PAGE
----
- Bloomberg index decreases to 42.8 from 43.5 the week before
- Sentiment about personal finances, buying climate cools
Consumer confidence retreated to a five-week low as Americans became less enthusiastic about their personal finances and the buying climate.
The Bloomberg Consumer Comfort Index declined to 42.8 in the period ended Oct. 25 from 43.5. After climbing 5 points from mid-September low to reach a six-month high on Oct. 11, the gauge has given up half the advance in the past two weeks. The measure is holding just below its average for the year.
Since reaching an almost eight-year high in April, consumer moods have settled into a see-saw pattern, similar to recent economic data. While payroll growth has slowed in the last two months and wage gains remain modest, home sales are holding up and gasoline prices are falling.
”Housing has been generally strong, unemployment low and gas prices dropping, but wage growth has been sluggish, with turmoil in the equity markets and international uncertainty,” said Gary Langer, president of New York-based Langer Research Associates LLC, which conducts the survey for Bloomberg.
The cheapest gasoline since February is helping bolster sentiment at the bottom of the income scale. Bloomberg’s measure of sentiment among those earning less than $15,000 a year climbed last week to the highest level since mid-July. At the same time, confidence of Americans making between $75,000 and $100,000 dropped to the lowest level since November.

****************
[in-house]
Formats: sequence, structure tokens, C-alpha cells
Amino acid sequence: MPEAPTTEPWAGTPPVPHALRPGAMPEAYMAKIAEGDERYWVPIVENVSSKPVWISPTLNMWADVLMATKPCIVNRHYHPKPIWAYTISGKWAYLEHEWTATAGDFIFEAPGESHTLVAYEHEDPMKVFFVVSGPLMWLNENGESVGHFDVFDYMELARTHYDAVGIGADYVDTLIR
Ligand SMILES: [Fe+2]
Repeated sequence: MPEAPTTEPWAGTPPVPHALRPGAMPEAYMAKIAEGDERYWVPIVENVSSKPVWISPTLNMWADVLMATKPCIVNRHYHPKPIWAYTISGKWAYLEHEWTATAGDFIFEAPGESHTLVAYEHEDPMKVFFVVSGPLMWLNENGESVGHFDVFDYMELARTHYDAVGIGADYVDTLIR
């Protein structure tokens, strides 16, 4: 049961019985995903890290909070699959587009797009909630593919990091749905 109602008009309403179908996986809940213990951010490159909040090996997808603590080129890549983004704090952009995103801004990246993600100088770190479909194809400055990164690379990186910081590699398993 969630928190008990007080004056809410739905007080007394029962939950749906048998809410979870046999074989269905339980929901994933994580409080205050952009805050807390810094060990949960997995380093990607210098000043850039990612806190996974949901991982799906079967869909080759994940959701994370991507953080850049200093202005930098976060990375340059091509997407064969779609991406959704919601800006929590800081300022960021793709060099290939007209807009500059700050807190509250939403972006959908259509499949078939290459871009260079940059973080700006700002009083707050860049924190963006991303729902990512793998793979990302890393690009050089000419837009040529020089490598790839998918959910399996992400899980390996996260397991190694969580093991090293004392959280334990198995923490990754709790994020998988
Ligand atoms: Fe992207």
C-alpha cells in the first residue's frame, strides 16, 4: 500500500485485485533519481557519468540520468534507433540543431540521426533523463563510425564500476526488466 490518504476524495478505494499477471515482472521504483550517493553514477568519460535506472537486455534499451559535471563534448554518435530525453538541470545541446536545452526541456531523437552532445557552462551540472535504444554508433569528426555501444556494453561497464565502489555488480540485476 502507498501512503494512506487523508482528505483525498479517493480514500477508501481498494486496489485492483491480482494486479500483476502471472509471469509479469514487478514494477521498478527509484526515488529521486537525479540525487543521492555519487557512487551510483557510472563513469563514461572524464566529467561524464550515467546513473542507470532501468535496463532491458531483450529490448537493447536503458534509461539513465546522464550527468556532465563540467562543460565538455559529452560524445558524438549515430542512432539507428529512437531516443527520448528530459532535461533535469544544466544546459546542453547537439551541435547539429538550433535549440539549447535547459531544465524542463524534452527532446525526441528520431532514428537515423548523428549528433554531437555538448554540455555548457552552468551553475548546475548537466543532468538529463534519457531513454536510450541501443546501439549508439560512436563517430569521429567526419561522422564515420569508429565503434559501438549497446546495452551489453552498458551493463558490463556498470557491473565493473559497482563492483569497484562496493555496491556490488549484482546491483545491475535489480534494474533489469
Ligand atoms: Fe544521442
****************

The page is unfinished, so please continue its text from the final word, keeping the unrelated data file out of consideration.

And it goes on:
The measure of Americans’ views of their personal finances decreased to 57.6 last week from 58.4. The buying-climate index, which measures whether consumers think it is a good time to purchase goods and services, fell to 36.1 from 37.2. The index has lost 3.4 points in two weeks, erasing most of its advance from mid-September through the second week of October.
Americans’ views of the national economy were little changed, with the measure at 34.8 last week compared with 35 in the prior period.